We are subjected to graphic brutality, forced to watch humans tortured and a cow blown into shreds that splatter everyone within reach.
Three Kings unfolds against the bleached landscape that served as the battleground for the Persian Gulf War. After peace is announced, the Americans, many of whom saw no action in this odd war, want to go home. The Iraqi soldiers are protecting the riches they stole from Kuwait, and the Iraqi dissidents, encouraged by the U.S. to rise up against Saddam Hussein, are terrified of retribution.
Independent filmmaker David O. Russell (Spanking the Monkey) uses this moment as the backdrop for his first big-budget film-a strange movie delivered in frantic, fractured bursts of violence. We are subjected to graphic brutality, forced to watch humans tortured and a cow blown into shreds that splatter everyone within reach.
Sergeant Troy Barlow (Mark Wahlberg) and Staff Sergeant Chief Elgin (Ice Cube) have discovered a map of Saddam's underground bunkers. As they puzzle over its meaning, Special Forces Major Archie Gates (George Clooney) arrives with a plan. The bunkers hold stolen gold. They will steal the gold and return to the U.S. to live lives of everlasting self-indulgence. An image popped to mind of Archie Gates walking into Citibank with a bag of Kuwaiti gold expecting the exchange to be as easy as trading rolls of pennies for dollars.
As our entrepreneurial heroes roar through bunkers filled with contraband watches, jewelry, luxury cars, and gold bars, we are treated to an intriguing, often comic look at the new ways of wartime black markets. But the humor, sandwiched between grisly tortures, is hollow.
Director Russell trumpets his agenda with shouted accusations at President George Bush for encouraging the dissidents to overthrow Saddam Hussein and then abandoning them. The movie that began as a caper turns into a morality play. The director turns the thieves into idealists. The problem is that the caper is too lighthearted, the idealism too heavy-handed to coexist successfully within the same movie.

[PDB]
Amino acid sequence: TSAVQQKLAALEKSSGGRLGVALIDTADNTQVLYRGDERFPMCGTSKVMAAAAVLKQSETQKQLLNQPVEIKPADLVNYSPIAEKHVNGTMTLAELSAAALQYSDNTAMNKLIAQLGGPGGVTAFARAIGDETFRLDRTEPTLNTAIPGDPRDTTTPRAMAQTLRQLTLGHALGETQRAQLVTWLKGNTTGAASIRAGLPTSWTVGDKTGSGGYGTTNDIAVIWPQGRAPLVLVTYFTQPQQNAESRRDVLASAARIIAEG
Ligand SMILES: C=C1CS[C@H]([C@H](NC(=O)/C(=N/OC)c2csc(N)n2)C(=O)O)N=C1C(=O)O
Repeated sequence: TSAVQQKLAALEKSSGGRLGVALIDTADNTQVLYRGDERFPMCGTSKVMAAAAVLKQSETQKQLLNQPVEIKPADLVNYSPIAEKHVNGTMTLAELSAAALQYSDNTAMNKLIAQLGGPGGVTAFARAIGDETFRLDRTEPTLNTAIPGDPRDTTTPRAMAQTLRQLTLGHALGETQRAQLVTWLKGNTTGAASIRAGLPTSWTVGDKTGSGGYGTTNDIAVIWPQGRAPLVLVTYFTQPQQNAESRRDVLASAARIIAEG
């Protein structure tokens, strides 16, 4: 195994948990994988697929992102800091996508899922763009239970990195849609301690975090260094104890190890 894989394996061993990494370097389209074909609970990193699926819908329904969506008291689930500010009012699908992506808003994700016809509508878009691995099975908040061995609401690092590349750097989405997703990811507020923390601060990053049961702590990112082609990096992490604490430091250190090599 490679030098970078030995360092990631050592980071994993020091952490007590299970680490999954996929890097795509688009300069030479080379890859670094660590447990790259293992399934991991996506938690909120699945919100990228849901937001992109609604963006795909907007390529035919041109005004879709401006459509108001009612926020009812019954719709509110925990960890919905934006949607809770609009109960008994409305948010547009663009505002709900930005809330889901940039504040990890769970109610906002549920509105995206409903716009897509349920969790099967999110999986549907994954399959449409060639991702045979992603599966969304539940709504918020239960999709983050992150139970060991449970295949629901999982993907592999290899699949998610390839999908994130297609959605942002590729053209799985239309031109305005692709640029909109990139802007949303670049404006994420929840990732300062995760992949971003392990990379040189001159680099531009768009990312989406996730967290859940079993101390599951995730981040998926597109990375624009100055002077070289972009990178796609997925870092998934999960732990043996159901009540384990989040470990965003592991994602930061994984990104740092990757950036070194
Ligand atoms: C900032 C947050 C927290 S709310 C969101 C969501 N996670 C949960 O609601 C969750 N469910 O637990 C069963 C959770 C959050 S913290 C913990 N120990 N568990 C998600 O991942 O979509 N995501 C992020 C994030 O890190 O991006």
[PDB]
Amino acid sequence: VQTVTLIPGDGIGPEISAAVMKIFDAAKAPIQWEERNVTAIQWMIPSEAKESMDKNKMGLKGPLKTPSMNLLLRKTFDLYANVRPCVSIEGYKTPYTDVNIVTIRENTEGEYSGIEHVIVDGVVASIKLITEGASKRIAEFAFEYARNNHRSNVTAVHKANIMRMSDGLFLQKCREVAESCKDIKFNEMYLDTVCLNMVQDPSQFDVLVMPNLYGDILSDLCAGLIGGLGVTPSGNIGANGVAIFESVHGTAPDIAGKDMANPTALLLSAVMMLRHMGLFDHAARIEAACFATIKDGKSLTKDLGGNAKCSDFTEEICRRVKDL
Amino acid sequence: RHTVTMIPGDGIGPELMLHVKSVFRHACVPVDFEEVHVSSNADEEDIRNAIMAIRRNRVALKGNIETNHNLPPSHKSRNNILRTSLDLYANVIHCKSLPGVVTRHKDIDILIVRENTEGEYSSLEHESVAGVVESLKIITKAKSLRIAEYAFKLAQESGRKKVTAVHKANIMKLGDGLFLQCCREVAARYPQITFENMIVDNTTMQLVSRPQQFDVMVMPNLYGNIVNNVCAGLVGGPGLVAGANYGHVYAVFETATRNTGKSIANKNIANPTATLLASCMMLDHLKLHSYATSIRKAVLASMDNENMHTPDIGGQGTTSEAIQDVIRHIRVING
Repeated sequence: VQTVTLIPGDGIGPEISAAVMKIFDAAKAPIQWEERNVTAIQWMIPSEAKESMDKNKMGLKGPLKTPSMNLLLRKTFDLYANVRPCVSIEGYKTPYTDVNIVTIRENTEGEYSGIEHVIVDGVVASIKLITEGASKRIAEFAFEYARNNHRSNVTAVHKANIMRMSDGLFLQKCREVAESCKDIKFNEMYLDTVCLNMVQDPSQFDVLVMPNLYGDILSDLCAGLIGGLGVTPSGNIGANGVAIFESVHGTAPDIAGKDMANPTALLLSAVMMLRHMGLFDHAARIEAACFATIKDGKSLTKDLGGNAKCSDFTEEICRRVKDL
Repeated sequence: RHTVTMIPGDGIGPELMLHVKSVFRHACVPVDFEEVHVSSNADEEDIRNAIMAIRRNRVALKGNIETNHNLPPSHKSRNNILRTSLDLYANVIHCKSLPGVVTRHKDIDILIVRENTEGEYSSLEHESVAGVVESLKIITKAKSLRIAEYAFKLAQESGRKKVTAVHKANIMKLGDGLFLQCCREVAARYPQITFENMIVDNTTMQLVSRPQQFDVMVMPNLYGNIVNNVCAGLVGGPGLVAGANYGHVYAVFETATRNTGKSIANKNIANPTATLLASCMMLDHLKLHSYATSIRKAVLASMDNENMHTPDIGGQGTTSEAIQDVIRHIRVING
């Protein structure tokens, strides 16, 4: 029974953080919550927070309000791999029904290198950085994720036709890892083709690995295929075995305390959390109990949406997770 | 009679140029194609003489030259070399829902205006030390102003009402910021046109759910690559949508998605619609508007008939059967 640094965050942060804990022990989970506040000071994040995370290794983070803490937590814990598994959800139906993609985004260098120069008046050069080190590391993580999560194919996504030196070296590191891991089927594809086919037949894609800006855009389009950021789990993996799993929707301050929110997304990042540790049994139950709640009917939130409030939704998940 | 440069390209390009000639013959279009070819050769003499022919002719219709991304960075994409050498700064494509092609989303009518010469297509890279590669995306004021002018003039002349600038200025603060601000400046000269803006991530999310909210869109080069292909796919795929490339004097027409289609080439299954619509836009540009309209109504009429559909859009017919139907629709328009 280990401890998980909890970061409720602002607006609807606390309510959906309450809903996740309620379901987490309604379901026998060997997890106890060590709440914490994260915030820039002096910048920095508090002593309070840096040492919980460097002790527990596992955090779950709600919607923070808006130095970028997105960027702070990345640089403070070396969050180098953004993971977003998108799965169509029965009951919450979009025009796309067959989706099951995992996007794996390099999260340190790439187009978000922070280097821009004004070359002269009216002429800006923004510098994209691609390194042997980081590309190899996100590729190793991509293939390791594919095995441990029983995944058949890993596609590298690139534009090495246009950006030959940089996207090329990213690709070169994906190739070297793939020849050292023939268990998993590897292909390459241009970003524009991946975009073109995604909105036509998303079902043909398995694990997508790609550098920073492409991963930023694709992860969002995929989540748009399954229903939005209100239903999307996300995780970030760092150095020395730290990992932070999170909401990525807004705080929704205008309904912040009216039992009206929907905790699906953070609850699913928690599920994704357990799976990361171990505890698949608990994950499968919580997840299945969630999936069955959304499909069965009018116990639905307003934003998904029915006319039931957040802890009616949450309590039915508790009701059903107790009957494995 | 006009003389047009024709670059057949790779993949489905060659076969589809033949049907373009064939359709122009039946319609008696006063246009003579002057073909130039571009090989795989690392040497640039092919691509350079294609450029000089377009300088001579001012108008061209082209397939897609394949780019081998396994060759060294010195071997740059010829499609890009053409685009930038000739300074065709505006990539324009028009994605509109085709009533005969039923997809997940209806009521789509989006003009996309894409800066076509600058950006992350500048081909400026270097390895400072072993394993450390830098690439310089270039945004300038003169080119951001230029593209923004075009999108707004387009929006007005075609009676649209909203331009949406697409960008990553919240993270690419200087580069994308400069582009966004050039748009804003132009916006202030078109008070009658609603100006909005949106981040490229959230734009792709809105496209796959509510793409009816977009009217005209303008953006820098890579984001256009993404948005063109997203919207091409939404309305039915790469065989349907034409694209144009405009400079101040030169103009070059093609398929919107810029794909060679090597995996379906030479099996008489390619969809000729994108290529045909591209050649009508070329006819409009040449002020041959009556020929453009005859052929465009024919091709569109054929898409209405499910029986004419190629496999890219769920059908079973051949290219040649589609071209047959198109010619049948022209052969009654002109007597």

If Mr. Russell's concept is faulty, the movie works better than it might because of its cast. Mark Wahlberg is asked to project a wide range of emotion, and he delivers. Ice Cube is believable as the wise, devout sergeant. Cliff Curtis is terrific as the Iraqi, Amir, and George Clooney is exactly right as Major Archie Gates.
When the movie shifts gears too suddenly, it is Mr. Clooney who makes the sudden turn seem almost plausible. It's not hard to believe that his wisecracking, shrewd character can also have courage and decency when life demands it.
Mr. Russell uses innovative camera work, especially freeze frames that capture, for just a second, the emotion on the faces of men under siege. But when he uses camera technique to dwell on the details of torture, he goes too far. He had conveyed the plight of the refugees and a captured prisoner well enough without falling into the current trap of graphic excess. It is such an assault on the audience that the humanity of his movie is lost.
Film Critic : JOAN ELLIS
Word Count : 497
Studio : Warner Bros.
Rating : R
Running time : 1h45m
Copyright (c) Illusion
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